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Foothill High School in Pleasanton is a semi-finalist in the 11th annual Samsung Solve for Tomorrow Contest, a program that encourages students to apply their classroom skills in science, technology, engineering, and math to real-world issues in their community. 

For their project, two students at Foothill, Keerthana Nallamotu and Kiran Suresh, focused on the long periods of drought that have affected California’s food production and water supply throughout the state’s history.

With the help of computer science instructor Shannon Sos and some of their classmates, they are creating an artificial intelligence-powered web application to analyze maps based on drone and satellite imagery to determine the need for watering.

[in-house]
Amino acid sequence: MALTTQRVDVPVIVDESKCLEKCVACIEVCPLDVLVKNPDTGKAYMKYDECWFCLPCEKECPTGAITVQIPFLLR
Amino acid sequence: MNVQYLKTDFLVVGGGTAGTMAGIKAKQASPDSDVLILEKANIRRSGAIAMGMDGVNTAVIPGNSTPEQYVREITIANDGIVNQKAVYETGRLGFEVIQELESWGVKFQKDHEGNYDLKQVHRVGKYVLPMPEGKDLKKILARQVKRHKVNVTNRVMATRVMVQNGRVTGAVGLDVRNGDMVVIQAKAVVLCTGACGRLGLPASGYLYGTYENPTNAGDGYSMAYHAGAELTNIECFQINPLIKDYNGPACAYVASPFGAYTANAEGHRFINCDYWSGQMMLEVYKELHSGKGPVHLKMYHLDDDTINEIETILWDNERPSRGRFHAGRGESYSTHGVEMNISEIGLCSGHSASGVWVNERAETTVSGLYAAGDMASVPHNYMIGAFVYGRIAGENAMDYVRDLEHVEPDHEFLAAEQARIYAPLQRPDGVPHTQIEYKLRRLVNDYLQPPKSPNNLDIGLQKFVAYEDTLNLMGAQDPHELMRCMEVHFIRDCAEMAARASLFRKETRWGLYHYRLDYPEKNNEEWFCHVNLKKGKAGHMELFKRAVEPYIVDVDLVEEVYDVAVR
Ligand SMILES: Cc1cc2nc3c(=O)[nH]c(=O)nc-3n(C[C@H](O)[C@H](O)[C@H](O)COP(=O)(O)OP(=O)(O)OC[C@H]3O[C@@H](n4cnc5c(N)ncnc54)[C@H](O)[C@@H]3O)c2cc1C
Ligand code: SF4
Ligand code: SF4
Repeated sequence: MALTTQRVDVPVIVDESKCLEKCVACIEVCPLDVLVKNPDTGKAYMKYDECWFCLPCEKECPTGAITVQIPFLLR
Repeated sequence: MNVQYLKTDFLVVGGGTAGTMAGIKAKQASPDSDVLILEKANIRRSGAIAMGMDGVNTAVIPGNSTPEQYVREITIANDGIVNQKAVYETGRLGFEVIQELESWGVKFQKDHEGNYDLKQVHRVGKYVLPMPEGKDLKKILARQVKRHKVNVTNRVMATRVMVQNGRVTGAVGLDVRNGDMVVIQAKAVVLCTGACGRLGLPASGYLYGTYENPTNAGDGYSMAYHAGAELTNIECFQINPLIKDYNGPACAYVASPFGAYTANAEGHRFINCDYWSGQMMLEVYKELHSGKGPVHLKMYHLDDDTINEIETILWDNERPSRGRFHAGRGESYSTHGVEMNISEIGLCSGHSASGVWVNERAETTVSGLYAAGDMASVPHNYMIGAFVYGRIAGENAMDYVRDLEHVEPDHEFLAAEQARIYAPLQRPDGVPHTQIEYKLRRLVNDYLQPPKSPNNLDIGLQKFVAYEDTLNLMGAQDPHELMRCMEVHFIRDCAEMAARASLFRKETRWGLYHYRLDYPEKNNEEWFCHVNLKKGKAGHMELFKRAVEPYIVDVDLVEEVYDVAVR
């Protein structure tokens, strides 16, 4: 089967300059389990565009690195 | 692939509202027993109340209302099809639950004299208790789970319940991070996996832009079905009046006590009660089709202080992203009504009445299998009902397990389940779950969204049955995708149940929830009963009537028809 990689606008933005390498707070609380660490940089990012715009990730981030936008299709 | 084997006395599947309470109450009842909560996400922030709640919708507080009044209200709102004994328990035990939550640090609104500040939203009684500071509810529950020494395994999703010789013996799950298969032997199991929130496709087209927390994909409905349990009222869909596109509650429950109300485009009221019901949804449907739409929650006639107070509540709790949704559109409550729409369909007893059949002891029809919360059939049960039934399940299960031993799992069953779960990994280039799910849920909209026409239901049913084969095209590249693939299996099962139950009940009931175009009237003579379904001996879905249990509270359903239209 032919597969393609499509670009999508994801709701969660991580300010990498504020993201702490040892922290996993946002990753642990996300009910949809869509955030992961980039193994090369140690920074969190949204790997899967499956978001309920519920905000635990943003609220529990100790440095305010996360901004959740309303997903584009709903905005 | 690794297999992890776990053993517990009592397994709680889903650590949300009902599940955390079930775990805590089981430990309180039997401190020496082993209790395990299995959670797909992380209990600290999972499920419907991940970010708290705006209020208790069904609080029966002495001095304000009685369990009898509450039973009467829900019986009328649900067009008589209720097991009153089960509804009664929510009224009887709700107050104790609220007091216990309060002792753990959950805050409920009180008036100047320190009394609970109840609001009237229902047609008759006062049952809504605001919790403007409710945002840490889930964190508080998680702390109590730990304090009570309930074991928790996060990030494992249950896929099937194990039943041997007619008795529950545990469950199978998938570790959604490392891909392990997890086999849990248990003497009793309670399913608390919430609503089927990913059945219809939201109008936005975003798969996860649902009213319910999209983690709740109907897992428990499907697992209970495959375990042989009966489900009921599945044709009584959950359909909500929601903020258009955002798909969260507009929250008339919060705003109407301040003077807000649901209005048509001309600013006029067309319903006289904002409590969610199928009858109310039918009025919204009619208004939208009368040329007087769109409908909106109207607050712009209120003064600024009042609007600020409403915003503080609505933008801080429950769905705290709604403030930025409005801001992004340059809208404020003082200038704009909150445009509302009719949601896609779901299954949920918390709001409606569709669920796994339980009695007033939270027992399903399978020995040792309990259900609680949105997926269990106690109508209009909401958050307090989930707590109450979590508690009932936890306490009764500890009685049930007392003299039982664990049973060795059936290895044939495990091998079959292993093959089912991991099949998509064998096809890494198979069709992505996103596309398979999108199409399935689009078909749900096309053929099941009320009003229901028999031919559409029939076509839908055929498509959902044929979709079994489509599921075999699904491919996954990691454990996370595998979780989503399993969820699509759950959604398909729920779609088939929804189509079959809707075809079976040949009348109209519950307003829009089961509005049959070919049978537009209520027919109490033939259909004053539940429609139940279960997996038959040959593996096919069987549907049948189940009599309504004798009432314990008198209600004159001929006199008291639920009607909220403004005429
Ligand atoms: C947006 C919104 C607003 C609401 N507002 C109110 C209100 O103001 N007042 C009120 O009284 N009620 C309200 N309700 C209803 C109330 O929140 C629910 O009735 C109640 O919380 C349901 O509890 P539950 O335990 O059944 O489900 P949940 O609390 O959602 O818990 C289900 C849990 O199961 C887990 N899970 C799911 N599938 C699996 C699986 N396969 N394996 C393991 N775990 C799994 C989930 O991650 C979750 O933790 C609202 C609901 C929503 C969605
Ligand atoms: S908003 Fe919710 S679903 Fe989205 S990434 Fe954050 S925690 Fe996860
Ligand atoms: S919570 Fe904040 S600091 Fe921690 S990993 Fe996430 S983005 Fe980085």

That would allow irrigators to allocate resources to minimize waste. The Environmental Protection Agency estimates that nearly 50% of the water currently used for irrigation is wasted, further impacting water supply.

Each of the 75 semi-finalist schools will receive a Samsung Galaxy Note 20 smartphone to record their project and $15,000 to be applied toward requests on the DonorsChoose.org website, which directs donations to public school classroom projects.

The videos will be used to showcase the projects through future phases of the competition, with the opportunity for the schools to win additional prizes and educational opportunities. Ten national finalists will be named this spring and will present their projects to a panel of judges. Three winning schools will receive $130,000 in classroom technology and supplies, with the other seven finalists receiving $65,000 each.